Ian Hacking in the London Review of Books:
The new edition of the DSM replaces DSM-IV, which appeared in 1994. The DSM is the standard – and standardising – work of reference issued by the American Psychiatric Association, but its influence reaches into every nook and cranny of psychiatry, everywhere. Hence its publication has been greeted by a flurry of discussion, hype and hostility across all media, both traditional and social. Most of it has concerned individual diagnoses and the ways they have changed, or haven’t. To invoke the cliché for the first time in my life, most critics attended to the trees (the kinds of disorder recognised in the manual), but few thought about the wood. I want to talk about the object as a whole – about the wood – and will seldom mention particular diagnoses, except when I need an example.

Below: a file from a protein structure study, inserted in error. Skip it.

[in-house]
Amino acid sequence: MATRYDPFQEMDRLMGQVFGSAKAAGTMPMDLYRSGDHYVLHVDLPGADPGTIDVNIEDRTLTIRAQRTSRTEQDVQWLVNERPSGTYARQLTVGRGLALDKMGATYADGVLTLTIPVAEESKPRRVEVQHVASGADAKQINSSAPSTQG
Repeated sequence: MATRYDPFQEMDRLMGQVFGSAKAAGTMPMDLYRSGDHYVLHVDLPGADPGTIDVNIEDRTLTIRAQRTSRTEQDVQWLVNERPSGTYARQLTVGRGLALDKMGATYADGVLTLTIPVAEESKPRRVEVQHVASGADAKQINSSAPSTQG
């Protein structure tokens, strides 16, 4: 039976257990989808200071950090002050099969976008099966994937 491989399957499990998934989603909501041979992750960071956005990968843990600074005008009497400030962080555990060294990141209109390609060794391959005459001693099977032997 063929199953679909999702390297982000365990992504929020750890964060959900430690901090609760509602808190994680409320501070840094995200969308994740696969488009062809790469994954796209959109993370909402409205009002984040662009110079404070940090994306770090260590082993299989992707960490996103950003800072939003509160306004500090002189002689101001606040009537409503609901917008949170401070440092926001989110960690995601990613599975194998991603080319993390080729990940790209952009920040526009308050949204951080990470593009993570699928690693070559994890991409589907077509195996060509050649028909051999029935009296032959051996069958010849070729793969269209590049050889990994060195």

Many worries have already been aired. In mid-May an onslaught was delivered by the Division of Clinical Psychology of the British Psychology Society, which is sceptical about the very project of standardised diagnosis, especially of schizophrenia and bipolar disorders. More generally, it opposes the biomedical model of mental illness, to the exclusion of social conditions and life-course events. On a quite different score, Allen Frances, the chief editor of DSM-IV, has for years been blogging his criticisms of the modifications leading to DSM-5. More and more kinds of behaviour are now being filed as disorders, opening up vast fields of profit for drug companies. I shall discuss none of these important issues, and will try to be informative and even supportive until the very end of this piece, where I address a fundamental flaw in the enterprise.